Azure ML Thursday 7: xgboost in Azure ML Studio

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Last week, we trained an xgboost model for our dataset inside R. In order to use your trained dataset in Azure ML, you need to export & upload it much like we did two weeks ago in Python. Today, I’ll show how to import the trained R model into Azure ML studio, thus enabling you to use xgboost in Azure ML studio. If you combine last week’s knowledge of using xgboost with today’s knowledge of importing trained xgboost models inside Azure ML Studio, it’s not too hard to climb the leaderboards of the (still ongoing) WHRA challenge!

Because the high-level path of bringing trained R models from the local R environment towards the cloud Azure ML is almost identical to the Python one I showed two weeks ago, I use the same four steps to guide you through the process:

  1. Export the trained model
  2. Zip the exported files
  3. Upload to the Azure ML environment
  4. Embed in your Azure ML solution

Step 1: Export the trained model

In order to export the trained xgboost model, you can use the method xgb.save. When the trained xgboost model is stored inside the R variable trained_model  (like we did last week), the following line will store the model in the file xgb_test.model inside the current working directory:

Remember that you need to re-apply all transformations on the production dataset too! In last week’s post we used factorized labels in order to train the model. Therefor, I’ll store the vector describing the factorization too using R’s save  method:

Step 2: Zip the exported files

In Python, we needed to zip the files before uploading them. Inside R, we do not necessarily need to do so – Azure ML can “natively” handle exported R datasets. The zip does provide a clean way of handling (and updating) a set of bundled variables, so I still choose to do so. You can even include helper scripts inside the zip.

Step 3: Upload to the Azure ML environment

Upload the zipped file as a dataset to Azure ML Studio:

UploadZipWorkflow

Step 4: Embed in your Azure ML solution

With the zipped file available as a “dataset”, we can embed it inside an experiment. Inside your experiment, the zip we just uploaded is available under My Datasets. In order to use it, throw it onto the canvas and connect it to the right (as opposed to center or left) input port of an Execute R Script module[ref]Hey, that sentence is a literal copy out of the Python post two weeks ago![/ref]:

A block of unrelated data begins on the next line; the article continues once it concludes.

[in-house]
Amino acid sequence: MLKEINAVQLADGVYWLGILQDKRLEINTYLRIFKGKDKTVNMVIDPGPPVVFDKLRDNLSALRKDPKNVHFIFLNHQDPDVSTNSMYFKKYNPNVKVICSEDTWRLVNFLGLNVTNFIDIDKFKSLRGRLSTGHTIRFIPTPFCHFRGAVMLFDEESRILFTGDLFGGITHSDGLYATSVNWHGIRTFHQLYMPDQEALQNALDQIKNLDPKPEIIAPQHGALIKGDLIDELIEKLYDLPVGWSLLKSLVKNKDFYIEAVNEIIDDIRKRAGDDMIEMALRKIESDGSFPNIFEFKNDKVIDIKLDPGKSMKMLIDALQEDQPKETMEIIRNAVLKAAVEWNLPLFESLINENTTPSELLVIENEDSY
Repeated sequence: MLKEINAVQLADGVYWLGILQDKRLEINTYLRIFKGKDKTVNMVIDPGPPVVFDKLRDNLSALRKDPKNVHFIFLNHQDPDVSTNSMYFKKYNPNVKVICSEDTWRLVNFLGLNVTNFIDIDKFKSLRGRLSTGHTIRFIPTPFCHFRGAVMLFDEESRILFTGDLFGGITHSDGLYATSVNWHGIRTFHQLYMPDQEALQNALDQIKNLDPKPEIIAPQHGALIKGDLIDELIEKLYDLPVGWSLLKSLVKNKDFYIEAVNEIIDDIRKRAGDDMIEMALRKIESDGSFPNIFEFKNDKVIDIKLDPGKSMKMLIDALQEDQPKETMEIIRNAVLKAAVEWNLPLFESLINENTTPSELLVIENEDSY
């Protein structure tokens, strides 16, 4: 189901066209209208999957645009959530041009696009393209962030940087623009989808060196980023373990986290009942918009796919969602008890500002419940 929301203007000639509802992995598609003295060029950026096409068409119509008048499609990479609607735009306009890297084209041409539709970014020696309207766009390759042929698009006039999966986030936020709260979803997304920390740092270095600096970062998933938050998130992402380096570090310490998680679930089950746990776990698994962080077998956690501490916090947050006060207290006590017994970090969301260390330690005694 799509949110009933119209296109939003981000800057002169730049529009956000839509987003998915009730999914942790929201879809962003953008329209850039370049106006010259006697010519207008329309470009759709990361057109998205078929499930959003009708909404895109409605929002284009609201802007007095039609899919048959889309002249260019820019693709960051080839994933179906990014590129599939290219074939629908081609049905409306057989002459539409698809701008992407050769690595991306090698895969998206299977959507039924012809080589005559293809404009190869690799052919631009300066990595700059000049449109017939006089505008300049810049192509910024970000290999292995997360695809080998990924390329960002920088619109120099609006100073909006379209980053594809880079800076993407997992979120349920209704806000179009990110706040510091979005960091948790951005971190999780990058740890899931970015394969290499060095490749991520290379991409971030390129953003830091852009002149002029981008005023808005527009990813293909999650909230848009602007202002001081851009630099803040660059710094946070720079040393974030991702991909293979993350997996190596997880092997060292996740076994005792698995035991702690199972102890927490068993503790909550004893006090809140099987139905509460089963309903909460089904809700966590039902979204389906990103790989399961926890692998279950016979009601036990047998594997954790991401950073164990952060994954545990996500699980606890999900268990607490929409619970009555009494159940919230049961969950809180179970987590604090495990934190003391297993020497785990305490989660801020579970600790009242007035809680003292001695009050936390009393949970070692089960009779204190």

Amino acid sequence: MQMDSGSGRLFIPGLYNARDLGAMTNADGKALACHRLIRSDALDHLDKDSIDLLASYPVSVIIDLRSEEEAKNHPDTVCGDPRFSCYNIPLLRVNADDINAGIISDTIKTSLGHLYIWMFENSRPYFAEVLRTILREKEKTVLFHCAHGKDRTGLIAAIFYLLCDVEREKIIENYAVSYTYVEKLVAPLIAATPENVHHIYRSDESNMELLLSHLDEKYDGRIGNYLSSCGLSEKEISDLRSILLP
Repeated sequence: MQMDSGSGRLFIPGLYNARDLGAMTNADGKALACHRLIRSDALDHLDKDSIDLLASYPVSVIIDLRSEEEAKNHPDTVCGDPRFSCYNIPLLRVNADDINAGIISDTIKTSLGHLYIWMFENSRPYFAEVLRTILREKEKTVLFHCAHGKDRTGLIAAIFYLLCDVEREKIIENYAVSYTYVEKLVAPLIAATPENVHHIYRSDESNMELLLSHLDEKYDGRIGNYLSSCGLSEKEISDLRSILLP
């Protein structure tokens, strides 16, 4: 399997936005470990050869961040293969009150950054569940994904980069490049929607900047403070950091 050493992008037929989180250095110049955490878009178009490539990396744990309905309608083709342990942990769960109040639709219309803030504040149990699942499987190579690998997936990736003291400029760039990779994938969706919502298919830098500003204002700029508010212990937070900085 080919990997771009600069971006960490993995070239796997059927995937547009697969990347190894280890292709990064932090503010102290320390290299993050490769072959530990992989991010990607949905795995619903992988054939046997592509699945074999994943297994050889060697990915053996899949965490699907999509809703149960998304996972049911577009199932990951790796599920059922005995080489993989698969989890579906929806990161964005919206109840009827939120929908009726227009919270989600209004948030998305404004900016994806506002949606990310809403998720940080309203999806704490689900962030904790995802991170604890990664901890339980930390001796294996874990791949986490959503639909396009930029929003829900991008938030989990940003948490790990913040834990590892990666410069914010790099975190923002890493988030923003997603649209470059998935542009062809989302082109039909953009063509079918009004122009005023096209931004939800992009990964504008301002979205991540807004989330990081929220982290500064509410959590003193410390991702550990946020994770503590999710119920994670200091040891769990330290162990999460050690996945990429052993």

r-uploaded-file

Notice you need to set the R Version (property of Execute R Script) to Microsoft R Open (at the time of writing 3.2.2) in order to use xgboost!! 

ropen322

After that, you can access the files inside the zip using the regular R and xgboost functions for loading datafiles. Just remember that the contents of the zipped file are inside the “src” directory:

If you’re not fluent in R, notice that R’s load  function assigns variables for you – as opposed to Python, where the contents of joblib.load  need to be assigned to a variable, the contents are now automatically exposed under the original variable name – in our case labels_factorized  – and can be used as such:

One More Thing: trained R models in Azure ML

Azure ML Studio also has embedded functionality to use trained R models just like you’d use the native Azure ML models. Although this can lead to a much cleaner way of integrating R models inside your Azure ML environment, currently the only supported version is CRAN R 3.1.0 – which means that you cannot use xgboost (yet).

If you try to use xgboost with CRAN R 3.1.0 as the R version, you’ll end up with the following error:

Conclusion + code listing

I just showed you how to embed your offline-built R xgboost model in Azure ML Studio. As you can see and deduce from the length of the post, it is actually very easy to do so. Personally, I’ve way more experience with Python than I have with R – still, working with R already feels more natural, clean and easy when building ML models. I’ll close off with the code I use inside the Execute R Module:

Combine last week’s knowledge of using xgboost with today’s knowledge of using it inside Azure ML Studio, it’s not too hard to climb the leaderboards of the (still ongoing) WHRA challenge!

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